The use of "high-stakes" standardized tests as the primary tool of school reform is sweeping the United States. Proponents of standardized tests-including most state legislatures, the President, Governors, boards of education, and the leadership of the American Federation of Teachers-wrap themselves in the rhetoric of higher, tougher standards. No one advocates low standards, but this movement is fatally flawed and will not fix our schools. Moreover, the obsession with testing is actually undermining efforts to attain quality teaching and learning in public schools. Rather than addressing issues that would boost achievement, such as smaller classes, more time for teacher planning, and equitable resources for all schools, politicians and policy makers have imposed more standardized tests on students without providing any evidence that testing improves teaching or learning. The tougher standards and testing formula gets a number of things wrong.
As author/educator Alfie Kohn points out, it gets student motivation wrong. The emphasis on testing in schools promotes anxiety and a preoccupation with test scores that often undermines students’ interest in learning and desire to be challenged.
Second, tests drive curriculum and instruction in ways that harm children. Time spent on test preparation and administration cuts into time for teaching and learning; and children internalize judgments as if tests were the final arbiter of one’s potential or worth. On the basis of test scores, children are denied access to learning opportunities through tracking, retained in grade, and may be denied a diploma, regardless of what they know or can do in authentic life situations.
Third, standardized tests demand more standardization of curriculum-tighter control of what goes on in the classroom by people who are not there. Standards and tests are designed to promote a particular and singular view of truth, knowledge, and learning.
The bottom-line is that high-stakes testing is not effective in increasing achievement and higher test scores do not necessarily mean better schools. Studies have shown that school improvement is rooted in effective leadership, high expectations for all students, a cohesive staff with a clearly articulated vision and knowledge of effective practices, and strong ties to parents and communities.
The current over-emphasis on testing takes away from changes that would improve schools. Across the nation students, parents, teachers, and principals are taking action against the growing use of testing as the means to school reform.
Parents in a number of states have the legal right to "opt-out" their children from state mandated tests. In Ohio and Michigan, members of the Rouge Forum-a grassroots group of educators, parents, and students-and others have been organizing boycotts of state tests. Parent Mary O’Brien is leading a campaign informing parents of their rights and encouraging them to "opt-out" their children from Ohio Proficiency Tests. O’Brien and other activists were recently successful in derailing a reading proficiency standard, imposed by the legislature, that would have required 40,000 fourth-graders to repeat a grade.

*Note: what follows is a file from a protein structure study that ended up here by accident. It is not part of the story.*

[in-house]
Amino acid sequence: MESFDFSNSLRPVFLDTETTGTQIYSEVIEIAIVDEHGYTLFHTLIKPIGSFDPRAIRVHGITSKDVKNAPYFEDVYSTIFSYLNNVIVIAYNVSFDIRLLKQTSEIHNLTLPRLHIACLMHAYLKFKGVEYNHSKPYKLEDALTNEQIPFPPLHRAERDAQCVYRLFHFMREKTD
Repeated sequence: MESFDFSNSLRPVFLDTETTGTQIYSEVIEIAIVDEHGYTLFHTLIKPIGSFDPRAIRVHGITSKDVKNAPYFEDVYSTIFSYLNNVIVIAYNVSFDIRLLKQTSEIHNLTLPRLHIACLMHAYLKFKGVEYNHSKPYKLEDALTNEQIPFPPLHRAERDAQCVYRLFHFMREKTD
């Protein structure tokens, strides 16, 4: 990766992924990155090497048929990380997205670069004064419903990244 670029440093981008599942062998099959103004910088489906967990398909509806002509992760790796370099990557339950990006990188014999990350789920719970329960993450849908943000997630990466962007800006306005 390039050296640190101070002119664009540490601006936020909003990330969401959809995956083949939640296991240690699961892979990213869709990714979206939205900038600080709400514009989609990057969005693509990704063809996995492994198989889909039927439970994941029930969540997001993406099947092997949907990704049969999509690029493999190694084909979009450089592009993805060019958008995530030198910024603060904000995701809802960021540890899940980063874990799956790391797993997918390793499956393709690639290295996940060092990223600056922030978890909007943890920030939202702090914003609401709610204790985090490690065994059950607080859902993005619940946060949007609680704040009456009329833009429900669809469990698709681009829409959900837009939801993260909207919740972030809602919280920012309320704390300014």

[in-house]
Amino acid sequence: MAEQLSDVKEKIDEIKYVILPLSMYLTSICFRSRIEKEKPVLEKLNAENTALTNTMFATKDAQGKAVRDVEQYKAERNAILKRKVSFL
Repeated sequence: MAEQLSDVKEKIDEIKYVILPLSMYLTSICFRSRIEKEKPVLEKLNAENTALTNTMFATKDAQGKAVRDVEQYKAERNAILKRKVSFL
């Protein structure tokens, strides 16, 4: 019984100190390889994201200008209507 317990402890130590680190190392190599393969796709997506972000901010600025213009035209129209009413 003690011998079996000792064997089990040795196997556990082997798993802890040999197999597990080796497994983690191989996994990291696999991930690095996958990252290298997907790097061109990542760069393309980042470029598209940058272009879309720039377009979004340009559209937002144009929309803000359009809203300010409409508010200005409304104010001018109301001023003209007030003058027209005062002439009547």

In Michigan the opt-out rate in some districts has been as high as 95 percent. Last year, nearly a quarter of students statewide did not take the Michigan Educational Assessment Program tests. A measure of how seriously the state takes the boycotts is that Michigan’s governor has offered scholarships of $500 to middle school students and $2,500 to high school students who pass the state tests.
High school graduation and "no social promotion" tests have come under fire in Nevada and Wisconsin. Students, parents, teachers, and principals protested Nevada’s graduation exam last month at the state legislature because it tests subjects that students are not required to take. Principals in Clark County are united in their opposition to the test and have written to Governor Kenny Guinn calling it unfair, while others are organizing to pursue legal options in an effort to have the test overturned or proved invalid.
Under a law passed last year, Wisconsin will stop school districts from passing children to the next grade if they twice fail even one part of the Wisconsin Student Assessment test. These tests cover language arts, math, science, and social studies. Parents are organizing against the tests and politicians are starting to respond. Governor Tommy G. Thompson’s recent proposal to drop opt-out provisions for the state’s high school graduation test produced a storm of protest from parents statewide. State senator Brian Rude described the protest as "one of the largest grassroots efforts I’ve seen." Richard Grobschmidt, chair of the Wisconsin Senate’s Education Committee, said that changes in the law are likely, due "almost exclusively" to protests from local PTAs and other parent organizations.